Mitochondrial DNA is abundant in the human body. It is contained within hundreds or thousands of mitochondria contained within each cell, their numbers varying according to tissue type (i.e blood cells, liver cells or muscles etc).
This kind of DNA sits within the mitochondria of our cells, organelles that act as the power stations for each cell, contrasting with nuclear DNA (or our 'genome') found only within the nucleus.
Human mitochondrial DNA is small, containing 37 genes, while our nuclear DNA houses close to 25,000 genes.
While nuclear DNA mixes up (recombines) during the production of new cells, some of which become eggs and sperm, mitochondrial DNA doesn't shuffle about.
Furthermore, we all inherit the mitochondrial DNA contained within other mothers' ovum, making it a marker of maternal evolution.
Pioneering early studies of the genetic origins of living people by Rebecca Cann and Alan Wilson during the mid-1980s used mitochondrial DNA to show that our species had evolved in Africa tens of thousands of years before we left the continent and settled the rest of the planet.
This was the so-called 'mitochondrial Eve' model, and it confirmed one of two major competing theories developed from painstaking studies of fossils — the 'Out-of-Africa' theory.
Since this time, mitochondrial DNA has also come to play a major role in forensics and the identification of criminals from human biological samples left at crime scenes or on clothing.
It is also now a major source of information for 'mail order' genotypic companies offering popular tests of genetic ancestry for a few hundred dollars, such as the National Geographic's Genographic Project.
Genetic ancestry or a molecular horoscope?
The widespread use of mitochondrial DNA for these purposes now sits under a cloud following a major study by Leslie Emery and colleagues published in the American Journal of Human Genetics.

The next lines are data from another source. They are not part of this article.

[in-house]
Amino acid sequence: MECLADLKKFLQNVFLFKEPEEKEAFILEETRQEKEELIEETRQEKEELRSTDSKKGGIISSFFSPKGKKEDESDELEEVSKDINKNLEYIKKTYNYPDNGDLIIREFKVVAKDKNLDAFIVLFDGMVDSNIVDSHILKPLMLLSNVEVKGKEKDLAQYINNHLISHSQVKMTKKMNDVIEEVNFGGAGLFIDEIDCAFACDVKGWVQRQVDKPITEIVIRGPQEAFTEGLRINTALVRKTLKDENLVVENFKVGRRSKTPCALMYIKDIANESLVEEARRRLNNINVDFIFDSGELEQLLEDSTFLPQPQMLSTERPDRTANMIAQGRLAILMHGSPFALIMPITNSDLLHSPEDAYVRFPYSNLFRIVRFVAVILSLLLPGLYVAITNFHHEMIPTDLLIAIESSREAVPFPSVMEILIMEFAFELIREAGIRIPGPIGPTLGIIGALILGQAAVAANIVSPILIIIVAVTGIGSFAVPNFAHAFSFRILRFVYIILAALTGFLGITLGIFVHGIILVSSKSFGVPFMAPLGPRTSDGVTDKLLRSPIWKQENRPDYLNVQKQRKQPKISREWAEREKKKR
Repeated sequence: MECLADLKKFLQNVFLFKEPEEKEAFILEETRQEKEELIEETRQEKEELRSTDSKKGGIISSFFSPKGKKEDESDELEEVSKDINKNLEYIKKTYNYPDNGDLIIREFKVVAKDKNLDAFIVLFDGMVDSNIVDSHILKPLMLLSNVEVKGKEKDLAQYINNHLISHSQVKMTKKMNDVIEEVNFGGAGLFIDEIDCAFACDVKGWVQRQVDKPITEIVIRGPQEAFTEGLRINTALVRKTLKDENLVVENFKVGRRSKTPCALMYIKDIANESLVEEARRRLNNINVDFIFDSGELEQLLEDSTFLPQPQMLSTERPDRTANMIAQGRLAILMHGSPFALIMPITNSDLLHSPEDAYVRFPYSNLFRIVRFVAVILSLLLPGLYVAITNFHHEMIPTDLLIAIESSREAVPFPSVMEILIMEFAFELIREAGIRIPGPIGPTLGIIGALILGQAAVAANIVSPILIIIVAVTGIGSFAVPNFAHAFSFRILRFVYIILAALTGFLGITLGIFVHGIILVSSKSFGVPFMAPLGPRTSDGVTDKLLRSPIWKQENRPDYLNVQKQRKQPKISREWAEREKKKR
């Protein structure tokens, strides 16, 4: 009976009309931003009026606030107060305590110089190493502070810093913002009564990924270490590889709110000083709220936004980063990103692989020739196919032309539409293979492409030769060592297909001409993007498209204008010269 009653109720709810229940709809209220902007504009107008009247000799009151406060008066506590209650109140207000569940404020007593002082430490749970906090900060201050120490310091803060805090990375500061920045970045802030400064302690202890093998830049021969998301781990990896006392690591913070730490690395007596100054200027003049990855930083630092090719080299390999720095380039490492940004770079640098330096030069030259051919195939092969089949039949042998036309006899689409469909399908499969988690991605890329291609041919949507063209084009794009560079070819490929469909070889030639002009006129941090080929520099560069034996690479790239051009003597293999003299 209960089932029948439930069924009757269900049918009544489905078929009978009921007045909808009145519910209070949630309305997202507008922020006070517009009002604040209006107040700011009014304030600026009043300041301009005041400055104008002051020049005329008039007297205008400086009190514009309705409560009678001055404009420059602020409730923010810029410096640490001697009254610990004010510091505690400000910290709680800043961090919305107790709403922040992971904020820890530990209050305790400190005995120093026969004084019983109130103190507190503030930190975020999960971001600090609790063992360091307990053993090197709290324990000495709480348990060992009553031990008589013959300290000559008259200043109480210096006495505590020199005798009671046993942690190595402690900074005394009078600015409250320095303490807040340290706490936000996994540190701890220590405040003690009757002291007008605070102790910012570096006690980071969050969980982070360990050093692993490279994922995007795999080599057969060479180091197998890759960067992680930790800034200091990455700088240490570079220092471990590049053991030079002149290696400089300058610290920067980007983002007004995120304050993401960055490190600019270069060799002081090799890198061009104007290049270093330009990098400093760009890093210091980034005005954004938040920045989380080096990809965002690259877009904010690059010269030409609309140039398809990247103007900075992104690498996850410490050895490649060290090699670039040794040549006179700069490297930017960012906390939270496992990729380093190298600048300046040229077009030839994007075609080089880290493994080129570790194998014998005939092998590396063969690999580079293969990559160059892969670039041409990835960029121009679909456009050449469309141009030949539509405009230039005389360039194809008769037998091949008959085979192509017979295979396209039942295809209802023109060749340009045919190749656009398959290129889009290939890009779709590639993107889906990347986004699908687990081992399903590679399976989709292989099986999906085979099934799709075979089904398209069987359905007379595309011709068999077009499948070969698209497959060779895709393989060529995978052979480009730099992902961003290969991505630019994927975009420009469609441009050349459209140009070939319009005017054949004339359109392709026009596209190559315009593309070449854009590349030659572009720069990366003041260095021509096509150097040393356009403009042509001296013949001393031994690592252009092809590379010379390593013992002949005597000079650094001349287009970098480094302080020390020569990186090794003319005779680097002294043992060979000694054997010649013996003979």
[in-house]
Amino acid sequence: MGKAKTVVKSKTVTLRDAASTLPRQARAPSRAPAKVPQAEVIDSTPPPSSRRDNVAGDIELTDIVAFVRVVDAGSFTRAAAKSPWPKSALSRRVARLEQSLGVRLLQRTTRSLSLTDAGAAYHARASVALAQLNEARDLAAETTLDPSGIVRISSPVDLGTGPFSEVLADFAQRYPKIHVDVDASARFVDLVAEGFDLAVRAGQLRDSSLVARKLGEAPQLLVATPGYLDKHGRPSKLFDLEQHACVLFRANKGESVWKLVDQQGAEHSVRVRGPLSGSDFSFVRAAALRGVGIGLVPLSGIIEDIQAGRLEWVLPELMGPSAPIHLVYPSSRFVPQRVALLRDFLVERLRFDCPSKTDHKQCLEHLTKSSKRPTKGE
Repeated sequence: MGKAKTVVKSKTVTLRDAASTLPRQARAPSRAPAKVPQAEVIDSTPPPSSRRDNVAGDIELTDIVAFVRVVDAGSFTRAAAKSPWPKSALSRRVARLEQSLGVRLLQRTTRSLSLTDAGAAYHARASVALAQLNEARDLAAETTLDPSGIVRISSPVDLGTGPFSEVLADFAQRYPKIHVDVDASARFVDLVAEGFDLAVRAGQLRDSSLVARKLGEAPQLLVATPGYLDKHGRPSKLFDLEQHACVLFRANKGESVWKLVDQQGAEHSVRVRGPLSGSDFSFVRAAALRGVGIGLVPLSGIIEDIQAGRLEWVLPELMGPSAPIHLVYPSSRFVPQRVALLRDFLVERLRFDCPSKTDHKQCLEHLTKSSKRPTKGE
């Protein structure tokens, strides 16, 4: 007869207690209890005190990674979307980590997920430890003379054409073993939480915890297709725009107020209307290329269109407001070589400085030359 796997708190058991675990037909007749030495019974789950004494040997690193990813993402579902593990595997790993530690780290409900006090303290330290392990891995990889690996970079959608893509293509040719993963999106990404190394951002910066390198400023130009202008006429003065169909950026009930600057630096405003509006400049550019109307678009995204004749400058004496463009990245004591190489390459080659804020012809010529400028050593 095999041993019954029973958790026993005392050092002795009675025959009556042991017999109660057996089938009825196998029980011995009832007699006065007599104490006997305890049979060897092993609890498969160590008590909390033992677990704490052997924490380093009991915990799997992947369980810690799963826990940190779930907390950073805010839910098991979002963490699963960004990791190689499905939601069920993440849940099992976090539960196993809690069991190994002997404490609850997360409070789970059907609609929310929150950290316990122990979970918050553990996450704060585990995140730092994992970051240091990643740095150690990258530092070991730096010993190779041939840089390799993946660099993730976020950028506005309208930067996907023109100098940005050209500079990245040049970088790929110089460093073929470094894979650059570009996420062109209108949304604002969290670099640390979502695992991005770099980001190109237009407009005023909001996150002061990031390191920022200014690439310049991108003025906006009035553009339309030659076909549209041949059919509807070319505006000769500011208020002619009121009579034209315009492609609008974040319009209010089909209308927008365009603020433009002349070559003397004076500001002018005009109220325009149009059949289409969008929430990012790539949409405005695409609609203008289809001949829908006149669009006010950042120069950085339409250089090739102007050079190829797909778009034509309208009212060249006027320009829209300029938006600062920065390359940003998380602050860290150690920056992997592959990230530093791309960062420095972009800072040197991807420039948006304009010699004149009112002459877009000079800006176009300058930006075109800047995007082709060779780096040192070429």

They undertook a large-scale global comparison of human mitochondrial DNA with some nuclear genome sequences and got some very sobering results.
Emery and her team studied hundreds of DNA samples from people representing many of the world's major geographic populations and discovered that in most cases their mitochondrial DNA actually provided very little information about ancestry compared with their nuclear DNA.
At least a third of the mitochondrial DNA makers from various populations across the globe failed to accurately predict people's geographic continent of origin — say 'African' or 'European' — or ancestry within a particular continental region — like 'Northeast Asian' or 'Southern African'.
Emery and colleagues concluded that mitochondrial DNA offered an "incomplete" picture of people's ancestry and called for greater information about the complexities and inaccuracies of DNA results from commercial ancestry-testing to be conveyed to consumers.
This follows on from a BBC article in that described some DNA ancestry testing as akin to 'genetic astrology'; based on an article warning of the pitfalls of genetic testing posted by the Sense About Science website.
While this new study doesn't go quite that far, it's take home message is a powerful one that should resonate with scientists working on human evolution and forensic science, and consumers parting with their cold hard cash for a 'personal' DNA history wherein the technology promises much more than it can really deliver.
Baby with the bathwater?
Genetics will continue to surprises us with its major and often unpredictable insights into our collective, deep time, human past.
But sometimes, the surprises even threaten to overturn major branches of genetic research itself. Such is the self-correcting nature of this intellectual juggernaut we call science.
Associate Professor Darren Curnoe is an evolutionary biologist at UNSW.
This piece was first published on the ABC Science website.